There is a long tradition of research, projects and experiments regarding the issue of temporary living. It is a very fertile field of reflection because it represents the intersection of practical needs with the aspiration, sometimes utopian, toward an extreme simplicity in living and an innate desire for freedom and exploration. Here, we will draw a quick historical overview exemplified by four design stories that are indicative of certain strategic and typological research lines, and then, we will present an updated overview of trends in contemporary design and production.
1. The Mediterranean area and forms of precariousness: the temporary dwelling
The Mediterranean area is a fragile and geologically unstable region due to its environmental, social and political ecosystems. It is a fluid territory in which the mobility of its people and cultures has become a part of its identity over the course of time; factors such as transience, mobility, insecurity, migration and nomadism are always present there, despite their opposition to the prevalent cultural model of permanence and long-lasting habitation. It is a vulnerable area in which the progressive inattention to environmental protection and proper management of the landscape has amplified the effects of natural disasters, and more and more, has transformed events during disasters.
In addition to these factors, we also should consider social problems related to fluctuations in the economy and politics that fuel migration and poverty.
In this context, an emergency can refer to many things: the need to respond quickly to sudden and unexpected cataclysms; the constant presence of social situations that are sometimes chronic and now increasing in size and number; and the hospitality management of large concentrations of people in a specific time and place (as in the case of major events).
The theme of the emergency is connected to the dwelling by a dialectic comparison of the sense of the precarious with the desire for stability, the insecurity of the situation with the security related to the concept of home, the relationship between the permanent and the temporary and between the fixed and the mobile.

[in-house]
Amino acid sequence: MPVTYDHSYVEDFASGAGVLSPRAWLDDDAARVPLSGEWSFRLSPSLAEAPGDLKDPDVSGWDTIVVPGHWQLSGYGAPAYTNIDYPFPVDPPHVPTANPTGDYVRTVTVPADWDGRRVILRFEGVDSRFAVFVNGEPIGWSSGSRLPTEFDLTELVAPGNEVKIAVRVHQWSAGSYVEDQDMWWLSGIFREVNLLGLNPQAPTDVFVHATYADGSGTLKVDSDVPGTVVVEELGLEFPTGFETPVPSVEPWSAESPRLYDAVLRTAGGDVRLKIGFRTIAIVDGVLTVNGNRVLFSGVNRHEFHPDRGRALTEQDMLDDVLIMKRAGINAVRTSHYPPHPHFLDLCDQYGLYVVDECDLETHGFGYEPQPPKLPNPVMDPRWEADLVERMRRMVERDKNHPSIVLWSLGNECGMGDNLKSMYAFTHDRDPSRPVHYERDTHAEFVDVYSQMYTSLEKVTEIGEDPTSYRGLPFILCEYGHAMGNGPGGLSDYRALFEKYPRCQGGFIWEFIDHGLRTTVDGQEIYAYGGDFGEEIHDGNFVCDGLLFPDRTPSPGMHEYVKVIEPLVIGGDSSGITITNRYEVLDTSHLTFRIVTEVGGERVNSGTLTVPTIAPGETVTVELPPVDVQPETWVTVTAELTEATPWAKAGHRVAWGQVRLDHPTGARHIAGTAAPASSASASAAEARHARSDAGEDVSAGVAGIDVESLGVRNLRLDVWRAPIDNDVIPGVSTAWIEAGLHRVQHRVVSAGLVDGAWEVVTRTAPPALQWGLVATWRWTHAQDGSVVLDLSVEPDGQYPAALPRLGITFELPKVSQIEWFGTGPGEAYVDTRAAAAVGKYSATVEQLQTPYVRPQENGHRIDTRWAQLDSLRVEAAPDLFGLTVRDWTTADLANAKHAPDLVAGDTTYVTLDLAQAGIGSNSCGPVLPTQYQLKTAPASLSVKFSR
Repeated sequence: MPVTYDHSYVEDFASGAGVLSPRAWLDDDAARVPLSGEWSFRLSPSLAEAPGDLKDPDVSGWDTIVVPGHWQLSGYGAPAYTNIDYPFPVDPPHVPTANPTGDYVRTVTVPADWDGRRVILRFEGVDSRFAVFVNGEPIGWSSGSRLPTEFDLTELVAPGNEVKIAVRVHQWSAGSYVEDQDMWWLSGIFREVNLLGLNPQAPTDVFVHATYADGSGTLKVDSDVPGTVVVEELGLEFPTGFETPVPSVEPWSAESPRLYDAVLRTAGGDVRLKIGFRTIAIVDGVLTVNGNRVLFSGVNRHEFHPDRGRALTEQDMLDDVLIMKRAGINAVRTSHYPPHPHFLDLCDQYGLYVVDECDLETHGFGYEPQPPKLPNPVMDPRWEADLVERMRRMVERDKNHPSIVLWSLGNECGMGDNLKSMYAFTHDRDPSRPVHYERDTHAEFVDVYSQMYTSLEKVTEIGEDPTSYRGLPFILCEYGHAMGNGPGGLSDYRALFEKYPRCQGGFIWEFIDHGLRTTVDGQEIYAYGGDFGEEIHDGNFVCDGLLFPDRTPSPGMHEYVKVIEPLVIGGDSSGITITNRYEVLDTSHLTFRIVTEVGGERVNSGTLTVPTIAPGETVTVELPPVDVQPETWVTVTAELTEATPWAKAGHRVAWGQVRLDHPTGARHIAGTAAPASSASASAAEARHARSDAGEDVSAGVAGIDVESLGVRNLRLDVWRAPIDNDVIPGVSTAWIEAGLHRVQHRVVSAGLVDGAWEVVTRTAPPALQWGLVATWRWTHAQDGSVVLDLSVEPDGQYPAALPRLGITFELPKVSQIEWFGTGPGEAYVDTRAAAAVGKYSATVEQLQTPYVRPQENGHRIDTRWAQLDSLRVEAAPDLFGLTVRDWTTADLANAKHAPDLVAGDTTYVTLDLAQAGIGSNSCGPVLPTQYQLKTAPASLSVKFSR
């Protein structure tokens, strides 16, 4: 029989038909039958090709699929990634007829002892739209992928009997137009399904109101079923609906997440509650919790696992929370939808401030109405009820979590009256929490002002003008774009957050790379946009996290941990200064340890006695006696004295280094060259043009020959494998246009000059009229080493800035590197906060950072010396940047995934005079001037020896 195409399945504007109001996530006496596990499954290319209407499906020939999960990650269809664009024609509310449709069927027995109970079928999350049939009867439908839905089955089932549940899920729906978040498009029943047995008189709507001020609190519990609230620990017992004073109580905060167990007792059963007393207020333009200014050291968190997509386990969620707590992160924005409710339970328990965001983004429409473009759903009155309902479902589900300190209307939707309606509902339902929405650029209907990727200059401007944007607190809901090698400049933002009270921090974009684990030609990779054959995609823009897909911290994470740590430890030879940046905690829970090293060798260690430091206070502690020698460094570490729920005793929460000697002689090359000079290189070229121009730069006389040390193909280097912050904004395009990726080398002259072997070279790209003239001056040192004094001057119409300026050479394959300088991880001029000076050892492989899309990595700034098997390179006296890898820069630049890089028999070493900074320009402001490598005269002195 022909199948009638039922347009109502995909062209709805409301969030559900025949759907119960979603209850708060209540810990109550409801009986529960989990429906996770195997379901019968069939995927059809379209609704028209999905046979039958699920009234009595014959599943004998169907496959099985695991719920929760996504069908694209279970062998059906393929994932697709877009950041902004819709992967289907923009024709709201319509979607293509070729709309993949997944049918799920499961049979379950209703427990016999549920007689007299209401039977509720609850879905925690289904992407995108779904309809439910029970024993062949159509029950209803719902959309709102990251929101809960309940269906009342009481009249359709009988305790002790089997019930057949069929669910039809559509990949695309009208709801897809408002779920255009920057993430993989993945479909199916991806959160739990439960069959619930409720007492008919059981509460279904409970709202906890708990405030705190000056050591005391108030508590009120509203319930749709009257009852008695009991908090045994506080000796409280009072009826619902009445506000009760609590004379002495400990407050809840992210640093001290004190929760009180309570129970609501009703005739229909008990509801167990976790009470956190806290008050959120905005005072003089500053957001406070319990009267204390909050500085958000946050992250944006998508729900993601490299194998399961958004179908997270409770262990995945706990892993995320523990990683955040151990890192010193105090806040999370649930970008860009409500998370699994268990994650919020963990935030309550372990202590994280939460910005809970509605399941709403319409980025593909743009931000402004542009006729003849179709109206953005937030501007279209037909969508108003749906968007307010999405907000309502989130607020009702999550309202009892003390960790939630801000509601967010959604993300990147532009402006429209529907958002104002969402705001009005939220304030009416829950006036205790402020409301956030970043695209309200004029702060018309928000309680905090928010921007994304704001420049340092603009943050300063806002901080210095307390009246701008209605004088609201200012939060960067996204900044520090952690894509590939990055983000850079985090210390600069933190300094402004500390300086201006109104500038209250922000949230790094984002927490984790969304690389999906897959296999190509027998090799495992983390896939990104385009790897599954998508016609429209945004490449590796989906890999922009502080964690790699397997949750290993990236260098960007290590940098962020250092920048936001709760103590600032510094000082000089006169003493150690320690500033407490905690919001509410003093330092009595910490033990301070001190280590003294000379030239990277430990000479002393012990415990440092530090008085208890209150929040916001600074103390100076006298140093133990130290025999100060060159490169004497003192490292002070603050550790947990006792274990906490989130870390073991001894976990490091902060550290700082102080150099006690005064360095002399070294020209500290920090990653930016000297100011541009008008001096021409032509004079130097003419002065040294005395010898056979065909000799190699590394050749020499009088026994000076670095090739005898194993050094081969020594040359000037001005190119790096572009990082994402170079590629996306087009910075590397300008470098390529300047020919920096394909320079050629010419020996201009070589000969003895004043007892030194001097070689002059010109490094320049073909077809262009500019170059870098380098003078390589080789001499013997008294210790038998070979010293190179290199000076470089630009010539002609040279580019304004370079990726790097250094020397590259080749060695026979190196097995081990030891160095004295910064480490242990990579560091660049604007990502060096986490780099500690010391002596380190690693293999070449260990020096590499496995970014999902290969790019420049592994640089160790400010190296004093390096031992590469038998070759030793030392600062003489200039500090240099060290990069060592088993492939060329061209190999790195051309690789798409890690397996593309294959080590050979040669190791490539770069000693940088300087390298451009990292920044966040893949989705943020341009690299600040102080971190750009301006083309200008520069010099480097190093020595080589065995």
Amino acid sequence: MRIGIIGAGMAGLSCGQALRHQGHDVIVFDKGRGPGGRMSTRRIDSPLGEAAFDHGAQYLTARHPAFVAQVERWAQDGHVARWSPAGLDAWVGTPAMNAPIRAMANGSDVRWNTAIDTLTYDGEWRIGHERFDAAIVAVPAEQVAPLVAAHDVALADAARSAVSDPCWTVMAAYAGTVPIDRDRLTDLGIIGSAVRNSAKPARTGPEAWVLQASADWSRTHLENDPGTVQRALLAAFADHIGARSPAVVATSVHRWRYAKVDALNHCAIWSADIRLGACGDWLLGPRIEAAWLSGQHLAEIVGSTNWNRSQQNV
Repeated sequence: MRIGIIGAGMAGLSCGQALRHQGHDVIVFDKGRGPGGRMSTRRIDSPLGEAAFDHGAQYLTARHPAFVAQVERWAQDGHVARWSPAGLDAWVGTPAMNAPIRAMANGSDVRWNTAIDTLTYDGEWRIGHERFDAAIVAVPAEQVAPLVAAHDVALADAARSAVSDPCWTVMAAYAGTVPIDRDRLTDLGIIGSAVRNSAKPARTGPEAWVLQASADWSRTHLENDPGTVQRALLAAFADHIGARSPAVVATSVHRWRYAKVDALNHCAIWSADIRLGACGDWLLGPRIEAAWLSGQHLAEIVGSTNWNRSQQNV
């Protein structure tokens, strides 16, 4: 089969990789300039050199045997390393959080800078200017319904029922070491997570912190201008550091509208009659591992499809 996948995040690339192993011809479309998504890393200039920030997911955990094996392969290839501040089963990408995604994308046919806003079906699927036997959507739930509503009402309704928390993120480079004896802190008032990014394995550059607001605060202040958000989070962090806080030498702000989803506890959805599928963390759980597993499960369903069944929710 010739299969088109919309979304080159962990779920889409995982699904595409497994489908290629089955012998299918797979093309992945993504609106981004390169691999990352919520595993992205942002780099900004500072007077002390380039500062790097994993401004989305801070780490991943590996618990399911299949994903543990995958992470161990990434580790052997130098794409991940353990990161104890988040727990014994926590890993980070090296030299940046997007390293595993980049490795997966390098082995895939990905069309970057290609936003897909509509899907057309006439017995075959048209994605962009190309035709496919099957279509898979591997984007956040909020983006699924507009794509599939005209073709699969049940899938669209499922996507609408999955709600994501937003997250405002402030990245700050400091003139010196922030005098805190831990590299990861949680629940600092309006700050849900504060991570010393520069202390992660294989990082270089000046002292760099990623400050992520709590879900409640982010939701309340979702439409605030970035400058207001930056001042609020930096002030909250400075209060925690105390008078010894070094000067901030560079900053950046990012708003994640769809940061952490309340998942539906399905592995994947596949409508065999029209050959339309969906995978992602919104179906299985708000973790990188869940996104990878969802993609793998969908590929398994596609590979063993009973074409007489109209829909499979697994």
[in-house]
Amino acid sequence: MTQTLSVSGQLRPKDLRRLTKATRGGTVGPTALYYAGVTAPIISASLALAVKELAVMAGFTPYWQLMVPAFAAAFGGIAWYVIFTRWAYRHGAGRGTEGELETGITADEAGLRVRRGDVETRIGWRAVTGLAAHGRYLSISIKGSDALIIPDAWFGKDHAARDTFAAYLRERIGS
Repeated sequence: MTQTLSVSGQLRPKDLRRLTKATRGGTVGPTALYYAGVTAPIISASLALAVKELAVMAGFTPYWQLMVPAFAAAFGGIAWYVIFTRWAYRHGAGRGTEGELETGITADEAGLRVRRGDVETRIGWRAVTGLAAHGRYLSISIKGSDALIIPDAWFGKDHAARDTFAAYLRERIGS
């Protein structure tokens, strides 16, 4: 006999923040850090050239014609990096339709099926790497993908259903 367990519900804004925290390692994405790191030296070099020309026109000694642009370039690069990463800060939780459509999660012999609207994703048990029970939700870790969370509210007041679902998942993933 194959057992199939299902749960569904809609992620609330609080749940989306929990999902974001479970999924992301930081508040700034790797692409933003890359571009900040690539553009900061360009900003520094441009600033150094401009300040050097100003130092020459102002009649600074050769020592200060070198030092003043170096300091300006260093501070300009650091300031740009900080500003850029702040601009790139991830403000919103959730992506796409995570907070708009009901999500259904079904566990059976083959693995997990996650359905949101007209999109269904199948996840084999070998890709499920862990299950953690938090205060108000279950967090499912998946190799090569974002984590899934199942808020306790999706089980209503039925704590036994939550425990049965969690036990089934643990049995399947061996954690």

This is an important topic in design culture, which is based on experimentation in military field and has expanded throughout the twentieth century through the research and solutions of distinguished interpreters: Le Corbusier’s early studies in Maison Voisin (1920) and in the Logis Provisoires Transitoires during the post-war period (1944), the Dymaxion Deployment Unit by Buckminster Fuller (1940), the Emergency Mobile Housing by P. Jeanneret and J. Prouvé (1945) and the Mobile Housing Unit by M. Zanuso and R. Sapper and the Mobile House by A. Rosselli and I. Hosoe, which are presented in the exhibition, Italy: The New Domestic Landscape at MOMA, New York (Ambasz, 1972; Mango & Guida, 1988; Firrone, 2007).
Alongside many proposals that have been stimulated by real and often urgent needs, an ideological strand has led to the development of new models of mobile dwelling that culminated in the eradication of the static concept of the city form in the futurist Walking City by Archigram in 1964; it is a design aspiration that is aimed at lightness and fluidity in living, which has produced many visions and proposals (Ambasz, 1972; Schwartz-Clauss, 2002), that have anticipated the current changes in social life and are only now being viewed with interest by the world of production.
2. Case studies: a comparison of four experiences
We will now return to real life situations, though not solely emergencies. They have stimulated many research studies and projects regarding the topic of temporary or mobile dwellings, which we will now discuss. Each of these design stories can be taken as emblematic of the different types of construction (prefabricated modules, tents, containers, modular systems, etc.) or sustainability approaches in the social and natural environment.